It also comes into play when we think about unit testing. When I unit test my shipping container arrangement class, I don't want those tests to be coupled to other concerns, such as persistence. I want to be isolated from them. So I need to be easily able to test in isolation from them. If my class does not contain persistence logic, then I can easily test it in memory, without worrying about how it is persisted.

This driver produces an additional benefit: reasoning about our code. If we don't perform data-access at random points in our code, but through accessing to the DAO through an application service layer and then access to objects returned from that, I will not suddenly have unexpected I/O code running at some point during execution of business logic. It is also much easier to reason about our persistence code if it is not interspersed with business logic.

This makes it much easier to think about our code. We can follow domain logic without having our understanding polluted by access to persistent storage. This ability to reason about code easily is a key to productivity

The ultimate expression of many of these layering ideas is an hexagonal architecture.

You should be aware though that a domain model is not the ideal for all scenarios; particularly where you have no business logic. In that case a transaction script (one thing after another) might be the right solution. Some models, such as CQRS exist to try and gain the benefits of a domain model, without the costs for simple read access, for example for displaying a web page.

  • Wow, that does make sense. I wish I could accept both your and Simon's answer, but since I can't I'm accepting yours for the good explanation. Thanks for the help
    – TheLQ
    Commented Aug 1, 2011 at 17:05

They way you put it, the alternative to having a DAO layer is not having a DAO layer. Not having a DAO layer means that the code on the next higher level is responsible for handling low level persistence aspects, which contradicts the principle of single responsibility.

You don't necessarily have to use advanced frameworks like Hibernate and Spring. For small projects, or projects where it is quite convenient to think about data as being relational, it can be more of a hassle. However, not having any abstraction of the persistence aspect in a system would be a major design flaw.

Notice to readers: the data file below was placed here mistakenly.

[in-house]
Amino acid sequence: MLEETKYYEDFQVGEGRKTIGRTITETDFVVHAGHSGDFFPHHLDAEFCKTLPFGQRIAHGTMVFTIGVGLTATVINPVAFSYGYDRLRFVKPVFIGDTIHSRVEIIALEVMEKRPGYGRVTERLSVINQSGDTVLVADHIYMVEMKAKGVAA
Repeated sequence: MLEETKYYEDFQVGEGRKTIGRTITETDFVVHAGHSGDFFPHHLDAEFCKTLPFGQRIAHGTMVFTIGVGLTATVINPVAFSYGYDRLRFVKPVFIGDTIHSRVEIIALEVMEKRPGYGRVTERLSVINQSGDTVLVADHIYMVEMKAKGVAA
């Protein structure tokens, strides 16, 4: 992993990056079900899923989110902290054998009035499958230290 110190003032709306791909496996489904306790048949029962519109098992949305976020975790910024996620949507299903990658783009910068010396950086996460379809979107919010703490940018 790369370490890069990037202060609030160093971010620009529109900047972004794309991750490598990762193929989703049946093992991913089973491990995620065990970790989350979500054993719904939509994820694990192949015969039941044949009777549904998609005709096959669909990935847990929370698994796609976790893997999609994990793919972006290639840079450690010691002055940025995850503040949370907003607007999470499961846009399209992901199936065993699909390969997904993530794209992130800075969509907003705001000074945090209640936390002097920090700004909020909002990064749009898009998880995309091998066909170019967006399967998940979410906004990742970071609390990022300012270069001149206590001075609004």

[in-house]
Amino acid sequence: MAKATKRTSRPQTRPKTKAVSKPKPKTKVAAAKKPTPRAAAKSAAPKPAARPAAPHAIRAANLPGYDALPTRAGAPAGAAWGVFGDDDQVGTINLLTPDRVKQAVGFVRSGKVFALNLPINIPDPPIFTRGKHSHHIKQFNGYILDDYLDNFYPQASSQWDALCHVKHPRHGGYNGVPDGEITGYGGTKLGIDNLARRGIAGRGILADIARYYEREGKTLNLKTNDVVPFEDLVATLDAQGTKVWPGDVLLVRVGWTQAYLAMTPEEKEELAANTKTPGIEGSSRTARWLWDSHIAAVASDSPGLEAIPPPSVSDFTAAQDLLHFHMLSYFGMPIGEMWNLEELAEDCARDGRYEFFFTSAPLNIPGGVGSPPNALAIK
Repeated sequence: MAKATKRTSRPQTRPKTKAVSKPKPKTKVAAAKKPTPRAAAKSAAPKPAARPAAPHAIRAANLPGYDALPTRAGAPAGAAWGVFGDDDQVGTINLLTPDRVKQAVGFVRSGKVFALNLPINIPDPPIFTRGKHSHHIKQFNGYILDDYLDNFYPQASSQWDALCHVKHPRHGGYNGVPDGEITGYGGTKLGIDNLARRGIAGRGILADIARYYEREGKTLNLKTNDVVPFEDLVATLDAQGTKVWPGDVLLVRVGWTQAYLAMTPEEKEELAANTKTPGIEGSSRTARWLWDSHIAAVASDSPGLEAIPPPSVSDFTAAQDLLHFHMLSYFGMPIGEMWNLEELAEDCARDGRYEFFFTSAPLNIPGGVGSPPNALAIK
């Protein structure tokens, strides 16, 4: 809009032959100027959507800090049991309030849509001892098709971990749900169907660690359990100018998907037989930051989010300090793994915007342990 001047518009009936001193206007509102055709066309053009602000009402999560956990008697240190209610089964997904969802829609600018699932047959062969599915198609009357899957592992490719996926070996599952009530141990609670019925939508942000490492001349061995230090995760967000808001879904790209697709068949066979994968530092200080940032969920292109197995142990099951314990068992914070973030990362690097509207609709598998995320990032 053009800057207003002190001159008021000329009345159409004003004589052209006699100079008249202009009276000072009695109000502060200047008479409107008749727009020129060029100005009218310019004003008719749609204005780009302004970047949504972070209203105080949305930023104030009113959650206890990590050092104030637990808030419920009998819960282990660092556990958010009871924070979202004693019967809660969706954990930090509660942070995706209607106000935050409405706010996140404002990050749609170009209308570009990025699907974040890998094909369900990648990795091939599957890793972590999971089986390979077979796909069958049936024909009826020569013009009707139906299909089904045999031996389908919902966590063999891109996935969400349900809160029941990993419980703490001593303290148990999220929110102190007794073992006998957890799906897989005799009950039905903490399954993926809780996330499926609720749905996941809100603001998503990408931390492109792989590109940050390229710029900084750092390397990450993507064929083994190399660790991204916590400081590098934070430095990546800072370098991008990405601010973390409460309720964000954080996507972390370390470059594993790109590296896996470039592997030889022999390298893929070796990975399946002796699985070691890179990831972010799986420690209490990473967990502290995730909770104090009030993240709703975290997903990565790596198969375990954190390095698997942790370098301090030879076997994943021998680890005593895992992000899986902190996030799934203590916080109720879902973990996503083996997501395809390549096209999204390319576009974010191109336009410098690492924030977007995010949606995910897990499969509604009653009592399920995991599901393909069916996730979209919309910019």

• How is calling the database directly with lets say Hibernate criteria breaking simple point of responsibility? I wouldn't call that low level at all, that's pretty high up (not as high as DAO, but still). If some method is responsible for updating the db after say a form is submitted then it is the methods responsibility to load the object, change it, and be done
    – TheLQ
    Commented Jul 31, 2011 at 18:30
  • @TheLQ: Let me clarify: I am not saying using an HSQL query violates the principle of single responsiblity. I am saying that a method grantDiscount() has no business in creating a Order object itself, instead it should use either Hibernate or customOrderDao.getById().
    – blubb
    Commented Jul 31, 2011 at 18:39

It depends on what you're willing to do with your DAOs and what do you consider to be a DAO... Read Martin Fowler's AnemicDomainModel and you will understand what your model layer should/shouldn't do and, therefore, what a DAO should do.

For instance, in my opinion and based on my little experience, a DAO should handle transaction management(hibernate can do it for you, hence it implements DAOs behaviors for you), even if you're using only one database because you may never know when you would need to use a second one . A model (entity) should handle how and where it should be saved... Not the DAO... AnemicDomainModel problem should help you.


The problem seems to stem from the fact that Hibernate and especially Spring are awfully complex beasts that do far more than most people could want, particularly in small/medium projects backed by a single data source.

And to solve that problem, just use a different, simpler, tool, instead of ditching the concept as a whole.

As for the benefits: flexibility, modularity and separation of concerns. The data is managed by code designed to do that and nothing else, and that allows you to, besides to change the data store, change the model/schema easily while providing the same API to code in the upper layers.